Genfit’s lead pipeline candidate is elafibranor (GFT505), an oral once-daily first-in-class NASH treatment designed to prevent fibrosis progression, and now under study in the Phase III RESOLVE-IT trial. The trial is recruiting a first group of 1,000 patients for the study’s first stage, a task expected to be completed by the summer. Should the trial prove successful, Genfit has said, a conditional marketing authorization in Europe for the Peroxisome Proliferator-Activated Receptor-α and -δ agonist could be approved in the second half of 2019 or first half of 2020.

Genfit positioned itself to continue development of elafibranor late last year when it raised €78.5 million ($83.9 million), consisting of a private placement and a capital increase with shareholders’ preferential subscription rights.

Should Genfit be acquired, the buyer will find no shortage of competition. Allergan staked its claim for NASH leadership last year—September 20, to be exact—when it announced plans to buy Tobira Therapeutics for up to $1.695 billion and shelled out $50 million upfront for Akarna Therapeutics. In January, Gilead CEO John Milligan said NASH drug development was among his company’s priorities for 2017; the company’s GS-4997 is in Phase III trials, with two other candidates in Phase II studies. Pfizer has two NASH treatments in Phase I.


Incyte

As sales of Jakafi® (ruxolitinib) continue to grow, so too does talk about Incyte being a prime takeover target. Jakafi’s myelofibrosis and polycythemia vera (PV) indications have helped propel the drug to robust sales growth; net product revenues for 2016 stood at $852.816 million, up 42% from 2015.

Also robust, say analysts, is Incyte’s pipeline. In January, the company joined Merck & Co. to announce an expansion of their clinical program for a combination of Incyte’s epacadostat and Merck’s Keytruda® (pembrolizumab). Phase III trials of the combination are set to start this year in four additional tumors beyond melanoma. Another candidate far along in development is the Eli Lilly-partnered baricitinib, which is awaiting FDA review in moderate-to-severe rheumatoid arthritis—for which it won European approval—with a Phase III trial in psoriatic arthritis to start this year.

“This combination of growing revenues and strong R&D makes Incyte a solid acquisition target,” Simos Simeonidis, Ph.D., managing director/senior Biotech analyst at RBC Capital Markets, declared in comments MarketWatch’s Michael Brush cited to place the company on his list of five “prime buyout candidates.” Dr. Simeonidis was similarly bullish in comments to Barron’s last July, shortly before the company made GEN’s 2016 list.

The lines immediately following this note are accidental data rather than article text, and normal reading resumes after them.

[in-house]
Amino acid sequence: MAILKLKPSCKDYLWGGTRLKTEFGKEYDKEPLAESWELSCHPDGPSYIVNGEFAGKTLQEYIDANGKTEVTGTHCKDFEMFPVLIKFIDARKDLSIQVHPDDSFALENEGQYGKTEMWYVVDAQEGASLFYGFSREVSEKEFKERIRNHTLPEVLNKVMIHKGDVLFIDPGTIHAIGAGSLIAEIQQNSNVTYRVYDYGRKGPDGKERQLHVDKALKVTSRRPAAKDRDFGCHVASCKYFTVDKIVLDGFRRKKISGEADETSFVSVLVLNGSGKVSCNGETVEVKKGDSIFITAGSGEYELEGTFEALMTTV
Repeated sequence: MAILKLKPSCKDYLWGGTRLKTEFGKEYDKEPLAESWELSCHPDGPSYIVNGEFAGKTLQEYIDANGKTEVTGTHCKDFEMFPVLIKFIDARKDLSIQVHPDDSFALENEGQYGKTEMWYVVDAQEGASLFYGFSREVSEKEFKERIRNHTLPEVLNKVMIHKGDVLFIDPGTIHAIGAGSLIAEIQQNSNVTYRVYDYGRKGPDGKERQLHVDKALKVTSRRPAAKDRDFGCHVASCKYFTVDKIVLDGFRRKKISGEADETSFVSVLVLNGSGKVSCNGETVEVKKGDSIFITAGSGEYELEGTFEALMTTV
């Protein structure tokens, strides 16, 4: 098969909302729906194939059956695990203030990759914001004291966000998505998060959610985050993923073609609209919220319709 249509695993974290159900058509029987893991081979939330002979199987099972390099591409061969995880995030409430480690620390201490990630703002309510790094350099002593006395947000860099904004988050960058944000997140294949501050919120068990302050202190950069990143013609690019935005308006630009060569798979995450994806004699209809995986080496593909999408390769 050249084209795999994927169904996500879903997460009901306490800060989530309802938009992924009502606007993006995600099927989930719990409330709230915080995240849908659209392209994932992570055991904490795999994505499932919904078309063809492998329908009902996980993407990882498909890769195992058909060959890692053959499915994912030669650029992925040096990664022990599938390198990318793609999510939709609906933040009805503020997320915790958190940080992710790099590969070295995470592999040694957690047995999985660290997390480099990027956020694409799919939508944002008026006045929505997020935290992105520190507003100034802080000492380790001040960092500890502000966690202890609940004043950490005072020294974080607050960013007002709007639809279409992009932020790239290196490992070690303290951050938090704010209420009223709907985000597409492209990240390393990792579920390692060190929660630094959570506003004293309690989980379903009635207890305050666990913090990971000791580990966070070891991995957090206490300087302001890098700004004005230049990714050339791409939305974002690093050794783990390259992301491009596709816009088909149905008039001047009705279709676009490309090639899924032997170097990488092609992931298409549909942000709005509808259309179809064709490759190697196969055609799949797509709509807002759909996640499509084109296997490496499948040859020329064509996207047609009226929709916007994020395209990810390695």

Other analysts share his enthusiasm. Back in January, Michael Yee of RBC Capital Markets included Incyte as one of four possible acquisition targets back in January. Arpita Dutt of Zacks named the company one of “four Biotech stocks that could find themselves on the radar of companies on the lookout for acquisition targets in 2017.” And in a survey by Jefferies, buy-side investors named Incyte one of three likely buyout targets this year.

The case for a buyout could become stronger if Incyte can keep Jakafi sales rising with new indications. Incyte rang out 2016 by announcing that the first patient was treated in a pivotal trial assessing Jakafi in graft-versus-host disease, for which the FDA granted a Breakthrough Therapy designation in June. Incyte acquired development rights in graft-versus-host from Lilly in April for $35 million upfront plus milestones.


Juno Therapeutics

Just a year ago, the company was neck-and-neck with Kite Pharma and Novartis as leaders in the scramble to develop CAR-T cancer immunotherapies. Then came the Phase II ROCKET trial of its lead CAR T candidate JCAR015 in adults with r/r B-cell acute lymphoblastic leukemia (ALL), a trial in which five patients died of cerebral edema. Now Juno’s well behind, and it will be at least another year, if not longer, before it can bring its first cancer immunotherapy to market.